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Source: Chen JT, Sheehan AH, Yanovski JA, and Calis KA. Obesity. In: DiPiro, JT, Talbert RL, Yee GC, Matzke GR, Wells BG, Posey LM. Pharmacotherapy: A Pathophysiologic Approach. 8th ed. http://accesspharmacy.com/content.aspx?aid=8013538. Accessed July 29, 2012.

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  • State of excess body fat as determined by measures of adiposity
    • Imbalance between energy intake and energy expenditure over time, resulting in increased energy storage
  • Overweight: body mass index (BMI) 25–29.9
  • Obese: BMI 30–39.9
  • Severely obese: BMI 40 and over

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  • Specific etiology of obesity unknown, but multifactorial and related to varying contributions from genetic, environmental, and physiologic factors.

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  • Many neurotransmitters and neuropeptides stimulate or depress brain’s appetite network, impacting total calorie intake.
  • Net balance of energy ingested relative to energy expended over time determines degree of obesity.
    • Metabolic rate largest determinant of energy expenditure.
    • Amount of physical activity contributing factor.
  • Adrenergic stimulation activates lipolysis in fat cells and increases energy expenditure in adipose tissue and skeletal muscle.
    • Major types of adipose tissue
      • White, which manufactures, stores, and releases lipid
      • Brown, which dissipates energy via uncoupled mitochondrial respiration

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  • Prevalence
    • Varies by sex among racial and ethnic minorities in United States.
    • Increases with age until eighth decade
    • Increased with lower socioeconomic class and educational achievement

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  • Increased level of physical activity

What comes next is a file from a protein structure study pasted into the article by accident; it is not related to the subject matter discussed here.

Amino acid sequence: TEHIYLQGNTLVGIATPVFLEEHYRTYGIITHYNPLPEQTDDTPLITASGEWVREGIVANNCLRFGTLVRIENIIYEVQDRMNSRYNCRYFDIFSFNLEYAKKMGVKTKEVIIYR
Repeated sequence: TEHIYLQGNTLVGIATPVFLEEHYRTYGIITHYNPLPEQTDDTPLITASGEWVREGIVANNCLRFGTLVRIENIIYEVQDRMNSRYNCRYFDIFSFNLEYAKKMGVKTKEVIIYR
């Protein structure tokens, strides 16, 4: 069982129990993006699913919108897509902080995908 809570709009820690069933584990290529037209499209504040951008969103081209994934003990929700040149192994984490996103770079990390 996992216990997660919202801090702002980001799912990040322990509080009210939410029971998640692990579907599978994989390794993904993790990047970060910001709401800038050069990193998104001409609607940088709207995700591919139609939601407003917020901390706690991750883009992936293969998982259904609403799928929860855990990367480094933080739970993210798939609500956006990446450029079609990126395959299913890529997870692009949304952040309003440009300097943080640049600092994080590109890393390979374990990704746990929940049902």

• Decreased caloric intake relative to physical activity

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  • Sedentary lifestyle
  • Association with other obese individuals
  • Lower socioeconomic status
  • Lower educational achievement

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  • Amount of excess fat and its distribution regionally in body important clinically.
    • Central obesity reflects high levels of intra-abdominal or visceral fat associated with development of hypertension, dyslipidemia, type 2 diabetes, and cardiovascular disease.

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Signs and Symptoms

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  • BMI >25, calculated as weight (kg) divided by square of height (m2).
  • Waist circumference (WC) >40 inches (102 cm) for men and >35 inches (89 cm) for women (narrowest circumference between the last rib and top of iliac crest)
  • Both of above are independent predictors of disease risk (Table 1).

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Table Graphic Jump Location
Table 1. Classification of Overweight and Obesity by Body Mass Index (BMI), Waist Circumference, and Associated Disease Risk
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Means ...

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